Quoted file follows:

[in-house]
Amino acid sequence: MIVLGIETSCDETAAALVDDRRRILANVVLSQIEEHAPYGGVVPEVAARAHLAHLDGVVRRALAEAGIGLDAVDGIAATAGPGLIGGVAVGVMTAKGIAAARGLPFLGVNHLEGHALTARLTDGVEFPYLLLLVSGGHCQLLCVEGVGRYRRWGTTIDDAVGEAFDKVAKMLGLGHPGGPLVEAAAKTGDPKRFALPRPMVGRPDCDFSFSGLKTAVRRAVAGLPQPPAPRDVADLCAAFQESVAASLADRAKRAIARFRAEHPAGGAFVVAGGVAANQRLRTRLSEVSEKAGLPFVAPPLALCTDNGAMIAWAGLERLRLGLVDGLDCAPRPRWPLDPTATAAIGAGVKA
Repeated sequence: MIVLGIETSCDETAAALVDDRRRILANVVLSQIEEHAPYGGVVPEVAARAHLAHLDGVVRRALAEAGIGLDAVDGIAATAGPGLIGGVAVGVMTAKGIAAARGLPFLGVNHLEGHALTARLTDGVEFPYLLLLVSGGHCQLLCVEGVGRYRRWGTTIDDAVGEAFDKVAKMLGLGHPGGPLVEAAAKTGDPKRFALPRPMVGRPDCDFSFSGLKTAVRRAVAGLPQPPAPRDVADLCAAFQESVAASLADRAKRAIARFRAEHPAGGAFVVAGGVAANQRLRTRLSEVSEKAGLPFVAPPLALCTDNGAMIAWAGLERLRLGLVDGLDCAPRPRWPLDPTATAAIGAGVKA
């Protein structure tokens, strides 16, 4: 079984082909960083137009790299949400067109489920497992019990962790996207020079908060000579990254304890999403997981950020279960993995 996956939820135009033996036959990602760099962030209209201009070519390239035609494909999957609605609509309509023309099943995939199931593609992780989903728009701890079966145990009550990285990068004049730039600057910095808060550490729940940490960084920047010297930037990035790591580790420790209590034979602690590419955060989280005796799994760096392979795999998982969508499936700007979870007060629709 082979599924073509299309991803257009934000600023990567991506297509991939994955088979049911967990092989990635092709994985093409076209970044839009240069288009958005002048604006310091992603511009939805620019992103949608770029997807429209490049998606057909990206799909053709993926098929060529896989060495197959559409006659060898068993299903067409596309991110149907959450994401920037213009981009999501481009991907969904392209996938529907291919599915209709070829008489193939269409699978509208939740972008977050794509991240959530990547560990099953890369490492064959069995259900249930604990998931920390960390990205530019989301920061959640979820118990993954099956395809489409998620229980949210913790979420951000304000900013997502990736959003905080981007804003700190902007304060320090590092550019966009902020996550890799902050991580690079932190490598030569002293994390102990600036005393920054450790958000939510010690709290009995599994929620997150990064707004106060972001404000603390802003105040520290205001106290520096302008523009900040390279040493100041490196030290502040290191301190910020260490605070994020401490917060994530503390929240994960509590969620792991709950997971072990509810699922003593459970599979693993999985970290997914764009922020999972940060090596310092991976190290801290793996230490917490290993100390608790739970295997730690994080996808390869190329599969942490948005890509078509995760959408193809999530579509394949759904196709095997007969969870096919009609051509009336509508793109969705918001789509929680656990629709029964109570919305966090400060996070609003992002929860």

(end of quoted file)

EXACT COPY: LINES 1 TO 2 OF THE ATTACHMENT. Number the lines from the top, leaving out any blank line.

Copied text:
[in-house]
Amino acid sequence: MIVLGIETSCDETAAALVDDRRRILANVVLSQIEEHAPYGGVVPEVAARAHLAHLDGVVRRALAEAGIGLDAVDGIAATAGPGLIGGVAVGVMTAKGIAAARGLPFLGVNHLEGHALTARLTDGVEFPYLLLLVSGGHCQLLCVEGVGRYRRWGTTIDDAVGEAFDKVAKMLGLGHPGGPLVEAAAKTGDPKRFALPRPMVGRPDCDFSFSGLKTAVRRAVAGLPQPPAPRDVADLCAAFQESVAASLADRAKRAIARFRAEHPAGGAFVVAGGVAANQRLRTRLSEVSEKAGLPFVAPPLALCTDNGAMIAWAGLERLRLGLVDGLDCAPRPRWPLDPTATAAIGAGVKA